'Canvassing' the neighborhood
Garage doors, exterior walls offer outlets for artistic expression
A fire-breathing dragon with outstretched wings, a Madonna and Child, mythical Greek creatures and Indian totems — all grace garage doors or nearby walls.
The painted murals make these homes really stand out.
A garage door does not have to be just a place to hide a car or household wares, but it can also be a canvas of artwork — often communicating historical, cultural or mythological meanings.
That large fire-breathing dragon lives on a garage door on Southampton Drive in Leland Manor. The owner and artist, Judith Wasserman, tried out many murals on her garage door before settling for this dragon.
"I always liked dragons and the previous mural was too cute," she said.
The dragon is reaching out with one talon while another talon holds an egg as it flies.
"Lots of people think of dragons as male and I thought it would be interesting to have a female mother that is a dragon," Wasserman said.
She continued the mural on a wall located at the side of the house and garage, with baby dragons hatching from a nest filled with eggs. One baby dragon even starts taking off in flight with an eggshell still covering most of its body.
Wasserman used to be an artist in the '70s and '80s and now is a partner with the firm Bressack & Wasserman Architect. She wanted a mural to occupy the space she saw as barren on her property, but also as a creative way to use her artistic skills. She painted this mural with the help of some friends.
"Garage doors are big, black, boring spaces so I think others should put art on them," she said.
It is also a way to draw attention to the property and her artwork.
"Kids come by and look at it for instance," she said.
Being able to draw on cultural and historic myths and apply it to a modern-day Palo Alto setting is a way some residents depict their murals.
Costa and Julie Sevastopoulos have meshed Greek mythology with joy-ride fun in a mural on their Forest Avenue front wall called "The Big Ride," painted by Palo Alto muralist Greg Brown. The mural shows a woman being greeted by a Minotaur dressed in a carnival uniform as she enters a ride.
Costa Sevastopoulos is a Greek native born in Athens whose mother is from Crete. This mural is based on the Cretan myth of princess Ariadne, a labyrinth and the Minotaur called "Theseus and the Minotaur."
The Minotaur is half bull, half man, Julie Sevastopoulos said.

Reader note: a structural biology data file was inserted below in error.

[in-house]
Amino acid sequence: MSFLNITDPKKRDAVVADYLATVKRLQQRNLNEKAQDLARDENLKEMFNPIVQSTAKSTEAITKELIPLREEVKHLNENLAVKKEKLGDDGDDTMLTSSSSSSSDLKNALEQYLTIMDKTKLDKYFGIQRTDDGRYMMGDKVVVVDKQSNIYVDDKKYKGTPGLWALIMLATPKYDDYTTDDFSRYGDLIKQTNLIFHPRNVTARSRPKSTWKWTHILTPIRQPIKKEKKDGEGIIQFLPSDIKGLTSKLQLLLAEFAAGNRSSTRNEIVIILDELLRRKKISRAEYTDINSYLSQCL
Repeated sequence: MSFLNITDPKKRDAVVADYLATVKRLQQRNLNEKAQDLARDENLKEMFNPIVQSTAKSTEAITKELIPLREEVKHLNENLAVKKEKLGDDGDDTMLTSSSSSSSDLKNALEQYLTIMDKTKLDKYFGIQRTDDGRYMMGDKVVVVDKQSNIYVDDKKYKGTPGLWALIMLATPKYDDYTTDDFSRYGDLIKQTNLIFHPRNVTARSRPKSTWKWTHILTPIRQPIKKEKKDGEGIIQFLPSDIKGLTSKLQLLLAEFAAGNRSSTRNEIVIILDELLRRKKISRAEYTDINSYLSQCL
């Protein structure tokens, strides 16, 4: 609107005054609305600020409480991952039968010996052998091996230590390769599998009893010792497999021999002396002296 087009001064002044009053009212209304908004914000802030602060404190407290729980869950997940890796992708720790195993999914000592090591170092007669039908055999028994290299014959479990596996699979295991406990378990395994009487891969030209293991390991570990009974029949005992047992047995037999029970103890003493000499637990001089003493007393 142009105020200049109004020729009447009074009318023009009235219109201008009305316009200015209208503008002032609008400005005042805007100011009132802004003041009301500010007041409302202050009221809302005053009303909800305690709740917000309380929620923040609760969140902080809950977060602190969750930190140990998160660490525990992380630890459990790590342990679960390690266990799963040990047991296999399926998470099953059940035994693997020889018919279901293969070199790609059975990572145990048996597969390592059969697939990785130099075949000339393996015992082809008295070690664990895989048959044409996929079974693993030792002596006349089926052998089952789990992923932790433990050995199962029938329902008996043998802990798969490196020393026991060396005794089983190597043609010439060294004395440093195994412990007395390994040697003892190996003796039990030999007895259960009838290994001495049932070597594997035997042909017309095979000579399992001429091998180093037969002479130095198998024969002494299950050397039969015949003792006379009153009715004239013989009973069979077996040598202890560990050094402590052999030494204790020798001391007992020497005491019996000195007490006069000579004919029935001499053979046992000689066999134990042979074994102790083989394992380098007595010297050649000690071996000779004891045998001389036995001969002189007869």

Brown used acrylic paints and it took him about a month, Sevastopoulos said. It was raining when he painted so he actually used a hair drier to be able to continue painting.
Sevastopoulos said the aim was to show a message that did not depend on knowledge of the myth, but applies to any setting.
"Greg Brown wanted to combine street with myth," she said. "The woman could be any woman off the street. She is perhaps the older version of Ariadne returning or perhaps a person stepping off the street into this ride."
The mural also shows dolphins jumping over the woman and Minotaur because dolphins are part of the murals of Crete, she said. They are replicas of the dolphins depicted on a famous ancient Knossos, Crete, mural called "The Dolphins."
Jimmy Simmons and Karen Rudolph chose a mural depicting a message with history behind it on their garage door in Los Altos.
The mural is a cutout of a brown bear-head and the background painted in latex. It depicts Simmons' totem. Simmons is a northwest Native American who belongs to Confederated Tribes of Grand Ronde, Oregon.
The totem is a symbol of a person's clan in the Native American culture, Rudolph said. Now people have their own individual totems.
"It is kind of like a spiritual metaphor," she added. "And when you put up a totem, you have to have a party. It is part of the tradition."
Strollers on Middlefield Road in Midtown can easily spot a mural of a woman holding a baby, painted by Palo Alto fine artist Geri McGilvray in acrylic. She made the art Christmas '09 as both a Madonna-and-Child representation and a representation of herself holding her grandson, when he was a baby. She made it with the aim of all mothers being able to relate.
"I kept it very abstract for all the mothers to be able to identify with it," she said. "The message is love."
She said she puts a lot of thought into her artwork, and for this mural, she used a photo of her grandchild when he was a baby to replicate it onto the canvas. A neighbor also helped her lay the canvas on the garage and staple it to the wall for her to paint. It took her three days to finish.
McGilvray said the pose is the child looking toward the future with some enthusiasm but also apprehension, and the mother showing some concern. This pose presented some challenges because artistically it was difficult to convey.
"It is a metaphor for Madonna and Child but also a metaphor for any mother and child."
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Editorial Intern Mike Lata can be e-mailed at email@example.com.